He is followed by Muhammad Asad who made the following comments in regards to Q. 2:106:

… some scholars conclude (…) that certain verses of the Qur’an have been ‘abrogated’ by God’s command before the revelation of the Qur’an was completed. Apart from the fancifulness of this assertion - WHICH CALLS TO MIND THE IMAGE OF A HUMAN AUTHOR CORRECTING, ON SECOND THOUGHT, THE PROOFS OF HIS MANUSCRIPT, deleting one passage and replacing it with another - there does not exist a single reliable Tradition to the effect that the Prophet ever declared a verse of the Qur’an t have been ‘abrogated’. At the root of the so-called ‘doctrine of abrogation’ MAY LIE THE INABILITY OF SOME EARLY COMMENTATORS TO RECONCILE ONE QUR'ANIC PASSAGE WITH ANOTHER; a difficulty which was overcome by declaring that one of the verses in question had been ‘abrogated’. This arbitrary procedure explains also why there is no unanimity whatsoever among the upholders of the ‘doctrine of abrogation’ as to which, and how many, Qur’an-verses have been affected by it; and furthermore, as to whether this alleged abrogation implies a total elimination of the verse from the context of the Qur’an, or only a cancellation of the specific ordinance or statement contained in it. In short, the ‘doctrine of abrogation’ has no basis in historical fact, and must be rejected … (Muhammad Asad, The Message of the Qur’an [Dar Al-Andalus Limited 3 Library Ramp, Gibraltar rpt. 1993], pp. 22-23, n. 87; source) 

To, therefore, claim that Q. 33:52 has been lifted up or abrogated does little to defend Muhammad’s inconsistency since abrogation is simply another away of saying that Allah (or Muhammad) changed his mind and that the Qur’an contradicts itself.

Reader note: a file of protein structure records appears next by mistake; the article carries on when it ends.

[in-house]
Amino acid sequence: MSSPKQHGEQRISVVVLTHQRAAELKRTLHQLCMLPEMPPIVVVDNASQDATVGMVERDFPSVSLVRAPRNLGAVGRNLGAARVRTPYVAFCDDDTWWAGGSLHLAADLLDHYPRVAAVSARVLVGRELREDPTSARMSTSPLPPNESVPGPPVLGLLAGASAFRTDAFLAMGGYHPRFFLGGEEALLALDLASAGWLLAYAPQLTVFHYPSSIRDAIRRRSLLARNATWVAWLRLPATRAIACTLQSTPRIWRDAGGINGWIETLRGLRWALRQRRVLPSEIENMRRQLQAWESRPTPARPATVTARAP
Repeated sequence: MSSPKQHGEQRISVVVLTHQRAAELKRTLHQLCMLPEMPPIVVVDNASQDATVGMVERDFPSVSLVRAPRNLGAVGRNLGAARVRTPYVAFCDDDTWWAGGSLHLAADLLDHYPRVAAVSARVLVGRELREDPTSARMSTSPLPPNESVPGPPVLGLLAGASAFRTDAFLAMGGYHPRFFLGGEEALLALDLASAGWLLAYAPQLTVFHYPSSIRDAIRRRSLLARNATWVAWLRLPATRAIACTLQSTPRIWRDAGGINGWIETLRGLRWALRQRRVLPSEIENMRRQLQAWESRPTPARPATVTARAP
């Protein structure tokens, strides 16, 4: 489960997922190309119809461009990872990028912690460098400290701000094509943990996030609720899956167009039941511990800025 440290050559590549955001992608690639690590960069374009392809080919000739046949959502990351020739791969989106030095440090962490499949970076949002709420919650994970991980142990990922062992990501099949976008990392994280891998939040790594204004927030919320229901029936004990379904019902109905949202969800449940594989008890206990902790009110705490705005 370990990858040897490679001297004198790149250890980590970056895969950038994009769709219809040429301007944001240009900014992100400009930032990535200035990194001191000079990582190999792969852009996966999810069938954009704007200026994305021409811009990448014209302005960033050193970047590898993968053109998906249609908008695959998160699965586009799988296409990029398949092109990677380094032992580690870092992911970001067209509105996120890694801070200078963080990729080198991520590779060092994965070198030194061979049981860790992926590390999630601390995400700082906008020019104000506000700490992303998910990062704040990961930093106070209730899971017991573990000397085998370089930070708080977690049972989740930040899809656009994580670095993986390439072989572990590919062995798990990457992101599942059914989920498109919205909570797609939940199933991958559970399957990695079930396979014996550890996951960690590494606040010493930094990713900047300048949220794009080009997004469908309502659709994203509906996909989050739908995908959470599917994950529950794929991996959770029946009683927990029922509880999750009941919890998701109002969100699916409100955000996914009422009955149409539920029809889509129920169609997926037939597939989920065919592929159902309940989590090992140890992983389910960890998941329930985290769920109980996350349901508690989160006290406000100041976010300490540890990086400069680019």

This leads us to the second problem with the Muslim response, namely how this places Muslims in a rather embarrassing position. According to Islamic sources, Q. 33:50 was the passage which canceled the prohibition of Q. 33:52, and yet the former text (33:50) appeared before the latter verse (33:52). This means that an earlier citation has actually canceled out a text that came afterwards! Commenting on Indian Muslim scholar Shah Wali Allah's verdict that there are only five abrogated verses in the Qur’an, Maulana Muhammad Ali wrote:

(4) …As stated before a verse cannot be abrogated by one revealed before it. Apparently what happened was this. When 4:3 was revealed, limiting the number of wives to four, should exceptional circumstances require, the Prophet was told not to divorce the excess number, and this was effected by 33:50; but at the same time he was told not to take any woman in marriage after that, and this was done by 33:52. (Ali, The Religion of Islam, p. 34)